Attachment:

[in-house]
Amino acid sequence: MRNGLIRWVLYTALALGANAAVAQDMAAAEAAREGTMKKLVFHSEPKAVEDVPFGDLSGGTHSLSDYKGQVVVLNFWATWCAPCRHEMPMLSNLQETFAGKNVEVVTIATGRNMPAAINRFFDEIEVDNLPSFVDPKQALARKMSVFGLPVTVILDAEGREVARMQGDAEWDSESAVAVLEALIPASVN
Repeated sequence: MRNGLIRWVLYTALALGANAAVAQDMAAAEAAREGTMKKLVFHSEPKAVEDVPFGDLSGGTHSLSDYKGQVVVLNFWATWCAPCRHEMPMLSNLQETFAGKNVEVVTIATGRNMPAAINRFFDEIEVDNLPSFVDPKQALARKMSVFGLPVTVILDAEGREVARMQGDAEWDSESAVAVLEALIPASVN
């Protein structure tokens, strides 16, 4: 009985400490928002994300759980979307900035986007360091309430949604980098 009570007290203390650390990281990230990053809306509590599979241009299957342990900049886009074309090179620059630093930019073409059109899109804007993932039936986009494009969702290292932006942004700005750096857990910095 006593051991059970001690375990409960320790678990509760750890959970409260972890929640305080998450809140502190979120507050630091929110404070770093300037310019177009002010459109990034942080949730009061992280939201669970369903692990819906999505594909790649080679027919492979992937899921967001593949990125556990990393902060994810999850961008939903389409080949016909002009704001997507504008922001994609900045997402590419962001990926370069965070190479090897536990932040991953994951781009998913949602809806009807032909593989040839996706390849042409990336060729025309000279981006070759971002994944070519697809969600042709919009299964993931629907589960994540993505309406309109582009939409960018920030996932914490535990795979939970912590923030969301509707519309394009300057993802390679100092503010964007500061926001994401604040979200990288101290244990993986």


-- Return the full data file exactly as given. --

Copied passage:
[in-house]
Amino acid sequence: MRNGLIRWVLYTALALGANAAVAQDMAAAEAAREGTMKKLVFHSEPKAVEDVPFGDLSGGTHSLSDYKGQVVVLNFWATWCAPCRHEMPMLSNLQETFAGKNVEVVTIATGRNMPAAINRFFDEIEVDNLPSFVDPKQALARKMSVFGLPVTVILDAEGREVARMQGDAEWDSESAVAVLEALIPASVN
Repeated sequence: MRNGLIRWVLYTALALGANAAVAQDMAAAEAAREGTMKKLVFHSEPKAVEDVPFGDLSGGTHSLSDYKGQVVVLNFWATWCAPCRHEMPMLSNLQETFAGKNVEVVTIATGRNMPAAINRFFDEIEVDNLPSFVDPKQALARKMSVFGLPVTVILDAEGREVARMQGDAEWDSESAVAVLEALIPASVN
């Protein structure tokens, strides 16, 4: 009985400490928002994300759980979307900035986007360091309430949604980098 009570007290203390650390990281990230990053809306509590599979241009299957342990900049886009074309090179620059630093930019073409059109899109804007993932039936986009494009969702290292932006942004700005750096857990910095 006593051991059970001690375990409960320790678990509760750890959970409260972890929640305080998450809140502190979120507050630091929110404070770093300037310019177009002010459109990034942080949730009061992280939201669970369903692990819906999505594909790649080679027919492979992937899921967001593949990125556990990393902060994810999850961008939903389409080949016909002009704001997507504008922001994609900045997402590419962001990926370069965070190479090897536990932040991953994951781009998913949602809806009807032909593989040839996706390849042409990336060729025309000279981006070759971002994944070519697809969600042709919009299964993931629907589960994540993505309406309109582009939409960018920030996932914490535990795979939970912590923030969301509707519309394009300057993802390679100092503010964007500061926001994401604040979200990288101290244990993986």